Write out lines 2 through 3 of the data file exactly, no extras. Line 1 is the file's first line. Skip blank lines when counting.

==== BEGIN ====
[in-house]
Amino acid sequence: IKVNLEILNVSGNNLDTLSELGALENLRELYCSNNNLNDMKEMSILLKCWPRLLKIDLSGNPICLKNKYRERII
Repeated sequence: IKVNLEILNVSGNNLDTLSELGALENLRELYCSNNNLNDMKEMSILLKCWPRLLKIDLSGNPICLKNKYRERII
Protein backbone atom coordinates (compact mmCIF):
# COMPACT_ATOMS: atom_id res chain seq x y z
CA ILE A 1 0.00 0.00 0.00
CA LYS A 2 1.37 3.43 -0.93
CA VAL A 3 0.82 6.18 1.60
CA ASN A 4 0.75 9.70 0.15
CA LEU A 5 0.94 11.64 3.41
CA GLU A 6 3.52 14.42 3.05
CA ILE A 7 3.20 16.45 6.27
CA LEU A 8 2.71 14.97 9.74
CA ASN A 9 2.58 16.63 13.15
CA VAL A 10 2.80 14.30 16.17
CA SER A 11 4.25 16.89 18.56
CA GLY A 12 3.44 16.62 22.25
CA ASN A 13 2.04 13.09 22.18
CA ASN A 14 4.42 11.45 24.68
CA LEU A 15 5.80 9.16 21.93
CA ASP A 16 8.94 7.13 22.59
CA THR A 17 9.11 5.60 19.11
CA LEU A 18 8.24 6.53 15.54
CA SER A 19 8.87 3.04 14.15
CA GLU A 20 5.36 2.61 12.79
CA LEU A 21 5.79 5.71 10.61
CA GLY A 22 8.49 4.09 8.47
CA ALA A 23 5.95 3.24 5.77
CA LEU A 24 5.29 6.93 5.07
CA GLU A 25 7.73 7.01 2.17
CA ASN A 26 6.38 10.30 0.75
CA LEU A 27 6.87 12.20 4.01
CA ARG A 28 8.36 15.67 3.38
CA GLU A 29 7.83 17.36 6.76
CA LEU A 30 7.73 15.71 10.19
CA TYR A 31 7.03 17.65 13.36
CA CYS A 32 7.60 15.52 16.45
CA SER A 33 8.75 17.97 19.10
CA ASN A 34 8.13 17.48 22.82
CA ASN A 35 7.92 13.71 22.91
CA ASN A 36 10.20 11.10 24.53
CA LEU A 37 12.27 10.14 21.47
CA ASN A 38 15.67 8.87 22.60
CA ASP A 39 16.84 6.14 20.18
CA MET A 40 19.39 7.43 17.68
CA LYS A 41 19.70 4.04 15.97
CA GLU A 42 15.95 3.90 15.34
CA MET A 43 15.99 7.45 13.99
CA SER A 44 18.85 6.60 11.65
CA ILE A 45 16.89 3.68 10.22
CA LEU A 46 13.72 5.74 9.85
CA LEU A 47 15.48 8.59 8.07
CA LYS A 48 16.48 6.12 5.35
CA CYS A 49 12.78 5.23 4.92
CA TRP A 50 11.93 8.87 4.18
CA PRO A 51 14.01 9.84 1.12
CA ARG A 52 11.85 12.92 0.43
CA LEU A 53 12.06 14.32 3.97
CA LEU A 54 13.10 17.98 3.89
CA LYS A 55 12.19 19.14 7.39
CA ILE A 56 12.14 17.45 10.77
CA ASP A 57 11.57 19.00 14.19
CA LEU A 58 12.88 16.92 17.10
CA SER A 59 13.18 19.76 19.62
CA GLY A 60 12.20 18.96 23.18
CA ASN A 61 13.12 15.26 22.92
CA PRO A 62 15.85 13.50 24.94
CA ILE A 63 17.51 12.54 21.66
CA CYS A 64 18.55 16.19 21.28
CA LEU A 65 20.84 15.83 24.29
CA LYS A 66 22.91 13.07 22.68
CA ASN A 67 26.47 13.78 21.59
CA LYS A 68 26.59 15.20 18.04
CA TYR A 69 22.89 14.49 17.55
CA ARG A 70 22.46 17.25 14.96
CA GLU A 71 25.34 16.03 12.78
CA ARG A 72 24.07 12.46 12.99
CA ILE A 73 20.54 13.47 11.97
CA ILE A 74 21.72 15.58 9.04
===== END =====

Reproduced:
Amino acid sequence: IKVNLEILNVSGNNLDTLSELGALENLRELYCSNNNLNDMKEMSILLKCWPRLLKIDLSGNPICLKNKYRERII
Repeated sequence: IKVNLEILNVSGNNLDTLSELGALENLRELYCSNNNLNDMKEMSILLKCWPRLLKIDLSGNPICLKNKYRERII